It is cold, dark and still-and not yet dawn, as I write this. If there is another soul awake, in this small town, they are quiet too, for the place is silent. Winter mornings are like that. They are born like a lavender whisper. Even the early birds wait for the light, to sing.
A lot happened last week. I had major dental surgery on Friday. I had put it off, til I couldn’t. Mama said “do it” and so I did. Sisters Connie and Delores-and niece Dana came to help out. Connie drove us to the facility and tended to the business, as she is well versed in that area. Delores and Dana met us there, prepared to stay the weekend. The office staff was quite amused that I had such a crowd with me. I guess it was a bit funny, but for me, I was one glad chicken!
I will spare you the details, just know I am on a liquid diet until further notice. I did not work all week and had time for reflection on the event. I thought of all the support and assistance my family offered. They were all at my beckon call. Dana listened to me recite the alphabet, for my speech was affected. All was good until I got to “Q”. Dana encouraged me to keep trying, when suddenly I thought aloud . . .”When will I ever have to say “Q”? We all laughed at that.
A few days later, I was painting roses, then a dresser and then going through a few boxes of still stored items. I found a journal that Christian kept at a very young age. . .he has always kept a journal. It was entitled “A Christmas Story”. He wrote about Kyle, who was around nine at the time. Kyle had been hired to clean a neighbors’ yard and invited Christian to help him. Christian, around five years old, had declined. The next day, Kyle had a gift for every one of us. Christian was impressed for he concluded his entry with . . .”He (Kyle) didn’t buy anything for himself.” I did not miss the significance nor the beauty of this.
I still have a dozen more boxes to go through, for a storage closet will soon grace the hall of the humble cottage on Bonnet street.. Mostly, for such collections as Christian’s journals, and other keepsakes to be stored in.
Winter has always been a good time for such projects-and since I always seem to end up in an old house, it is especially true. Now, when I was a kid, this wasn’t so true.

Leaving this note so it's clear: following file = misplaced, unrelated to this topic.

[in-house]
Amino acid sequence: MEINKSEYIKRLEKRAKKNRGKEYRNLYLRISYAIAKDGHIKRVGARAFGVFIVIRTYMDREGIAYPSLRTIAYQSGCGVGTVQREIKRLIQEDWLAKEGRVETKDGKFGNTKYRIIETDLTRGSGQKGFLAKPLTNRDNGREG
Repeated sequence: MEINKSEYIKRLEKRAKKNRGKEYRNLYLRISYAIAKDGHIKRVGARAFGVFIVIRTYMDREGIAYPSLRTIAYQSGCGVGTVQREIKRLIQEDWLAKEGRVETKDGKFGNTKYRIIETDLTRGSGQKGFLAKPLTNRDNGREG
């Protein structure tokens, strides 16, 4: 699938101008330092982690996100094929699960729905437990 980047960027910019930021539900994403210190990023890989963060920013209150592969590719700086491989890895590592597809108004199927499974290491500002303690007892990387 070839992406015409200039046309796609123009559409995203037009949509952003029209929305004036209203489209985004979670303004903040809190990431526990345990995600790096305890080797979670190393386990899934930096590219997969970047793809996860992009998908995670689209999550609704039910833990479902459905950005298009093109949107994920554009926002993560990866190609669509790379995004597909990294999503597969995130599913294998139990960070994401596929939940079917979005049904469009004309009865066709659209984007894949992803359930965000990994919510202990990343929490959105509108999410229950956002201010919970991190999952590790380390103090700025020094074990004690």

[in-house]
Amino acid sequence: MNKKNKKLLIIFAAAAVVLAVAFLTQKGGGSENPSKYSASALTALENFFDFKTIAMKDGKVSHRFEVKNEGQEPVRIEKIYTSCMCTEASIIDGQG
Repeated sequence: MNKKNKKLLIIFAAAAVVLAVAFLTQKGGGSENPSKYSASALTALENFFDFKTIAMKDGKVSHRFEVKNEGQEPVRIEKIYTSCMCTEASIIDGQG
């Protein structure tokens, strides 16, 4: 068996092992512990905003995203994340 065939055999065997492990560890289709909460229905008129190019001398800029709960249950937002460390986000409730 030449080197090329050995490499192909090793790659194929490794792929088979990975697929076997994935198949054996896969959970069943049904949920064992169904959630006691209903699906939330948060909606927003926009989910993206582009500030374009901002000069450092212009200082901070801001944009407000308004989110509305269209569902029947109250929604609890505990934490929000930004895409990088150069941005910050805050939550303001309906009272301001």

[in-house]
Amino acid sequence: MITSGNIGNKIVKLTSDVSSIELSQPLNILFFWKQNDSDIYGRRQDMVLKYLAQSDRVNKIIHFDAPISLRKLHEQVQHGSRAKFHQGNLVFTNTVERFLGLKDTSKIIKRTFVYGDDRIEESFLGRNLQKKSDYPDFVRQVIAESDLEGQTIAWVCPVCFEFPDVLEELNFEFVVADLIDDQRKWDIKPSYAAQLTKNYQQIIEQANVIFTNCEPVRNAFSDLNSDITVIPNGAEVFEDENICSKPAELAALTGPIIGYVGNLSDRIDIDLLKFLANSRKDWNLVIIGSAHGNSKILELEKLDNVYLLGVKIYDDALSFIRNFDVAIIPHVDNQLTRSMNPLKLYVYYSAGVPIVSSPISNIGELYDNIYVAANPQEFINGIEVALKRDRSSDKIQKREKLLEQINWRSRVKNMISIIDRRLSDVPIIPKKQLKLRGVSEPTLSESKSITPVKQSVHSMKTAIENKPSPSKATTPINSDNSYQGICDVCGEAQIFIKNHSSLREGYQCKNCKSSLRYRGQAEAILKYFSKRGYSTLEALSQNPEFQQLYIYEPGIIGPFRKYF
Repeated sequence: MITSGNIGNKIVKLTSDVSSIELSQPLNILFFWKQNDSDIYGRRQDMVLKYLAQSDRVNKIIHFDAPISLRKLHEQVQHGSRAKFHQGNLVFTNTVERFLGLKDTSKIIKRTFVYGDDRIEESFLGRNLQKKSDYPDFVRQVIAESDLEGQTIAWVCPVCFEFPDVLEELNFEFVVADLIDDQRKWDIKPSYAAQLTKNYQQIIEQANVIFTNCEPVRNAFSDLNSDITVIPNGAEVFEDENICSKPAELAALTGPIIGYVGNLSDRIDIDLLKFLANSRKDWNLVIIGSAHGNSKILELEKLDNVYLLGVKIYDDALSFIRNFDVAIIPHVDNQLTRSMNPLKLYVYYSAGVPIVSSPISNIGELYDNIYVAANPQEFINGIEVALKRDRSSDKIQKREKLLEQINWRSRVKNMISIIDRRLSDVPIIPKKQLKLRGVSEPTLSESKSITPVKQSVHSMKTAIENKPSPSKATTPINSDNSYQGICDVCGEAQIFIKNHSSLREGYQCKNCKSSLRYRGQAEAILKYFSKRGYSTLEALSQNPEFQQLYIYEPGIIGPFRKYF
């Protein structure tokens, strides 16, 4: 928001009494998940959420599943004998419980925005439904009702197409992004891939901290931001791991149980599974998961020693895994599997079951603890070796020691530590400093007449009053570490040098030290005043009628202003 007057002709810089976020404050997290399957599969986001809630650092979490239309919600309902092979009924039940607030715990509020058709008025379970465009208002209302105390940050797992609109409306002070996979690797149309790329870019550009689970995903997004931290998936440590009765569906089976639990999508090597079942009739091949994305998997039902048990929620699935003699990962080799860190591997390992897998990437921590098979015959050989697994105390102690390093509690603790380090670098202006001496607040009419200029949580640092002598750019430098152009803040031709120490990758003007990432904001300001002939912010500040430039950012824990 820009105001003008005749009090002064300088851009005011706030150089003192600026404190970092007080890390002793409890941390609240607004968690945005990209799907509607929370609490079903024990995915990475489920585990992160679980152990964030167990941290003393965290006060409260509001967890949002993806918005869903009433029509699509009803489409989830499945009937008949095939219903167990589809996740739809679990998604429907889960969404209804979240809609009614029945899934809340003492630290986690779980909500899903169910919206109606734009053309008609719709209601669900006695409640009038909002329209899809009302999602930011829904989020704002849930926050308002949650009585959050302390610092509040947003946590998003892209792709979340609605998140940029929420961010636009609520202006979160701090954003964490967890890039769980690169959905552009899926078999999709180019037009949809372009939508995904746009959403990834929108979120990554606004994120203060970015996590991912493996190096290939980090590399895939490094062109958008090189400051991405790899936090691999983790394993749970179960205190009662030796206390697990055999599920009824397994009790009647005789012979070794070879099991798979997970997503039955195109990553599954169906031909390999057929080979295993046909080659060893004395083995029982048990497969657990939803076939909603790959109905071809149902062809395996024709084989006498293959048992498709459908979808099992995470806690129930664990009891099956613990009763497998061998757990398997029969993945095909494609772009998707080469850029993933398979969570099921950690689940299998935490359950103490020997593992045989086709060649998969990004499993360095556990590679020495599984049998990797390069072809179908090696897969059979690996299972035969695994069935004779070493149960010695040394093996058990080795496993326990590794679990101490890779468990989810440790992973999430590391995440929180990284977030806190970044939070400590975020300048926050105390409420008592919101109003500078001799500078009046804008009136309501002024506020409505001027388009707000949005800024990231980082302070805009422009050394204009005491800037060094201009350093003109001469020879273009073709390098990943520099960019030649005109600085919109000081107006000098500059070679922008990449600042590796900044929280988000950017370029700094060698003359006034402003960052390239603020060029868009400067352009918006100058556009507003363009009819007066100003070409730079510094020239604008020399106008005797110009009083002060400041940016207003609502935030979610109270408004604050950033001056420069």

Winter was a time to ramble in the woods. Every child in the community was a cousin, one way or another. it mattered little to any of us whether we were first, second, third or fourth-we were cousins. We banded together and took to the woods for hours.
We knew every acre thoroughly. There was always a dog with us-and a pony or two. We were not allowed to traipse the woods in the summer because of snakes, poison ivy, ticks and red bugs-but after the frost, the woods were our playground. We had all sorts of landmarks. There was an old warrior tree that had fallen . We always stopped there. There was an abandoned house, an old school bus and several ponds. The largest oak, that I have ever seen grew in one patch of the wild woods. . . We always knew where we were. We kept up with time by the sun and somehow, we always made it home by supper.
On rainy stretches, we took to the barns. Every one had a barn, in those days. Big, two story barns . . and the ponies were welcome to come in too. Those barns became forts or homes, depending on our whims.
One barn looked as if a good wind could surely topple it, I thought. I was wary of that barn-but the thing just fell down, a few years back. Another barn was owned by a family with a nervous mother. She sounded an alarm about every fifteen minutes, that somebody was going to break their neck or need stitches or some other calamity was nigh. Honestly, all sorts of things were possible, but none of it ever happened.
The best barn to me, was Pop and Grandmamas’ barn. It was sturdy and tidy. There was an old Victrola and benches, and chairs-oh what a good place for the dolls to grow up! When I hear the expression “raised in a barn” well, I laugh because I was and do not have a single regret.
In their earliest years, my own children enjoyed that same sort of liberty. They spent winters in the woods, with a dog and a lamb-and a pony. Often, I accompanied them, but not always. We carried books. picnics and sometimes a kite, for there were many fields resting, in winter. My grandmother wandered with us sometimes. At seventy five years old, she went over a fence to stand beneath that big oak tree, that I mentioned earlier.
To me nature has a sermon-quiet spoken words, heard by the heart. Nature is authentic beauty that provokes my gratitude. It never fails to validate my faith and it does not fail to spark wonder.
I strongly prefer wild places, where I am surrounded by truth. . . and where things make sense. Thank Goodness, that nature is not easily swayed by “band wagons” but instead goes about its’ own business . . .which, we all depend on.
I am no longer living on the edge of woods and, so I console myself that the sky above me is a wild place. A garden, also is a wild place-even flower beds-and even potted geraniums. These things will keep me tethered to nature, my beloved friend.